GCU Difference Between Impairment Disability and Handicap Terms Answer

Answer the following questions:

1. What is the distinction between the terms impairment, disability, and handicap? Is it important to make this distinction? Why or why not?

2. Provide an example of a disability vs an impairment.

Respond to student discussion boards:

(Amb) Impairments, disabilities, and handicaps are in a relationship with each other, in which an impairment and disability influences a handicap. An impairment refers to a diagnosis, including ASD and other developmental disorders; it describes the areas of functioning that are impacted, in relation to the diagnosis. Impairments can result in the onset of disabilities and handicaps. A disability describes the inability of an individual to participate in a particular activity or event that is typically appropriate and relevant for a typically functioning peer in a similar age group. Handicaps are influenced by impairments and disabilities, as they describe a “disadvantage” that presents a barrier for the individual to complete a behavior or action (Ruble, Dalrymple, & McGrew, 2012). For example, if an individual is not given the opportunity to reach competency, a handicap would be posed, as skills necessary for functioning would not be attained. It is important to make a distinction because of the supports that are appropriate for an individual based on their impairment, disability, or handicap. Recognizing the difference could also influence one’s expectations of the individual and his/her abilities (Ruble, Dalrymple, & McGrew, 2012).


Ruble, L., Dalrymple, N. J., & McGrew, J. H. (2012). Collaborative model for promoting competence and success for students with ASD. New York: Springer.

(Deb) People often use the words handicap, disability, and impairment thinking they mean the same thing. They actually mean different things and it is important to know the difference. According to the World Heath Organization:

Impairment is any loss or abnormality of psychological, physiological, or anatomical structure or function. For example, hearing impairment is the loss of hearing.

Disability is a restriction or lack of the ability to perform an activity in a way considered normal. For example, someone who has difficulty learning to read in the typical manner may have a learning disability.

Handicap is a disadvantage that limits or stops fulfillment of a role considered to be normal.

To sum it up, “impairment refers to a problem with a structure or organ, disability is a functional limitation and handicap is a disadvantage filling a role in peer group” (Carter, 2019). Knowing the different meanings is important when planning programming and services for students.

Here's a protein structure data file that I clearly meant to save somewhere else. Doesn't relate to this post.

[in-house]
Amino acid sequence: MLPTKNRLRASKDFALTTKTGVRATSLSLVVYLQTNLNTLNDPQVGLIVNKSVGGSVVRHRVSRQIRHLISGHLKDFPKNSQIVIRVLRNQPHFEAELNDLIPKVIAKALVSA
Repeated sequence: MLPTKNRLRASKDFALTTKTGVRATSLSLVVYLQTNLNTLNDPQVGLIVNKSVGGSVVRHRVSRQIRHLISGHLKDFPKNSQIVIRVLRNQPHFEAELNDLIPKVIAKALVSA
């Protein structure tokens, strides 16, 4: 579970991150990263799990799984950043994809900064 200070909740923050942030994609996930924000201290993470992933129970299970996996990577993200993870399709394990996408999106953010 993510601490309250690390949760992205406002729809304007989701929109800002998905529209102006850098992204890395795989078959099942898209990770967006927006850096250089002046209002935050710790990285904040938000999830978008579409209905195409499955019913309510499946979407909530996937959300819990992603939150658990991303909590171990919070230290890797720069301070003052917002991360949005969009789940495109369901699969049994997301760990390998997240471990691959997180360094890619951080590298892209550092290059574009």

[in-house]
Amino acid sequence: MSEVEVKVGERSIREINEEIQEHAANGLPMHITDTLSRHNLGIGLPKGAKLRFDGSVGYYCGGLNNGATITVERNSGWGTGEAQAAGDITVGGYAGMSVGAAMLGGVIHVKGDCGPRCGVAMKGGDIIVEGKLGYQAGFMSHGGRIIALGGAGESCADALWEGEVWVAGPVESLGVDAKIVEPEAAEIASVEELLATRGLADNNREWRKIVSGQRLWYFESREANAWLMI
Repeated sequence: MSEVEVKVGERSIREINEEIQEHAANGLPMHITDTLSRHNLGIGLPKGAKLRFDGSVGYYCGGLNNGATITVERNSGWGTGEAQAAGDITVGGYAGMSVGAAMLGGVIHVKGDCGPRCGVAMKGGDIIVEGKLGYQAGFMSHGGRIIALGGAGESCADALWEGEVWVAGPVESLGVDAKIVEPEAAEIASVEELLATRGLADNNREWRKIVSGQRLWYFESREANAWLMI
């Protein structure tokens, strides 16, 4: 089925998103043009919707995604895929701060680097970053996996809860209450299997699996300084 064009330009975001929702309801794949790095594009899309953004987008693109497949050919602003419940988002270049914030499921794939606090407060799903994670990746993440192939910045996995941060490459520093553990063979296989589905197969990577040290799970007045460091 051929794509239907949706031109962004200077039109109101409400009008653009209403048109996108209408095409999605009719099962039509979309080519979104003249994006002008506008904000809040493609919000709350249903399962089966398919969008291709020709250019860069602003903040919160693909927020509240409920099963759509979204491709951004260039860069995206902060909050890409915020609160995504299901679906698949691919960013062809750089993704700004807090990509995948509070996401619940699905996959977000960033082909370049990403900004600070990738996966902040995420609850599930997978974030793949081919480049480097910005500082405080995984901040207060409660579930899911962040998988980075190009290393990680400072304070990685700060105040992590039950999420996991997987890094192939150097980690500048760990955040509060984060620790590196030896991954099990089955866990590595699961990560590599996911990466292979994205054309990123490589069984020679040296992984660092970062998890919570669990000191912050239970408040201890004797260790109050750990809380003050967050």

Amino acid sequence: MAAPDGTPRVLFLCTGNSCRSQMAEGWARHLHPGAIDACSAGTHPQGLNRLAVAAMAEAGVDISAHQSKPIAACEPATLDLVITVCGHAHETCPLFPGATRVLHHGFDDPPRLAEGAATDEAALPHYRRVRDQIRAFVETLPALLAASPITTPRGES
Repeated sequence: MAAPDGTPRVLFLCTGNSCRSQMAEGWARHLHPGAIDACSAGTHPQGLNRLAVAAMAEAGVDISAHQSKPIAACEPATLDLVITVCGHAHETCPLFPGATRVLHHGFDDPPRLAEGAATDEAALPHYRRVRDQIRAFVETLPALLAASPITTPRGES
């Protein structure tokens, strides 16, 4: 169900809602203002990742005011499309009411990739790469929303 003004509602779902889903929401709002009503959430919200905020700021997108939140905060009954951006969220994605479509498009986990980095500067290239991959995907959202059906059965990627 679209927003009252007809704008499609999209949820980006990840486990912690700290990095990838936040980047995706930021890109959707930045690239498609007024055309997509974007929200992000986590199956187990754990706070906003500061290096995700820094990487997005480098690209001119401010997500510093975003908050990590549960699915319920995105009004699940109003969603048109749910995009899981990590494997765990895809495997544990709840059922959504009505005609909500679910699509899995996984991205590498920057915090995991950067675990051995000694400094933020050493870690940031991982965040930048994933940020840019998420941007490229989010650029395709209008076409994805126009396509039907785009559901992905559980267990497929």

Carter, S.L. (2019). Impairment, Disability and Handicap. Emory University School of Medicine, Department of Pediatrics. Retrieved from


(MIC) Impairment is any loss or abnormality of the psychological, physiological, on anatomical structure or function (Ruble, Dalrymple, & McGrew, 2012).). ASD can fall under this category due to the DSM-5 classification of ASD as a communication disorder.

Disability is the restriction of ability to perform an activity in the normal range that is the result of the impairment (Ruble, Dalrymple, & McGrew, 2012).

Handicap is defined as a disadvantage resulting from the impairment or disability that limits the individual (Ruble, Dalrymple, & McGrew, 2012).

All three have a defined requirement but yet all three are interdependent as well. Most often these terms are used interchangeably. I have even noticed people not using the term handicap because it has a negative connotation and some fine offensive. Section 504 of the Rehabilitation Act has even removed handicap and replaced with “individual with a disability” (Department of Justice, 2017). I do think it is important to make the distinction. My son has a disability due to an impairment. He has Erb’s Palsy and does not have full use of his right arm. But he is not handicapped because while he does not have the ability to perform “normally” he is not impaired in his daily life. Making a distinction is needed for medical coverages through Medicaid and Medicare.

Ruble, L., Dalrymple, N. J., & McGrew, J. H. (2012). A collaborative model for promoting competence and success for students with ASD. New York: Springer.

Department of Justice. (2017). Amendment of Regulations Implementing Section 504 of the Rehabilitation Act of 1973—
Nondiscrimination Based on Disability in Federally Assisted Programs or Activities. Retrieved from https://www.ada.gov/regs2016/504_nprm.html

Read “Positive Behavior Support Through Family-School Collaboration for Young Children with Autism,” by Blair, Lee, Cho, and Dunlap, from the Topics in Early Childhood Special Education (2010).


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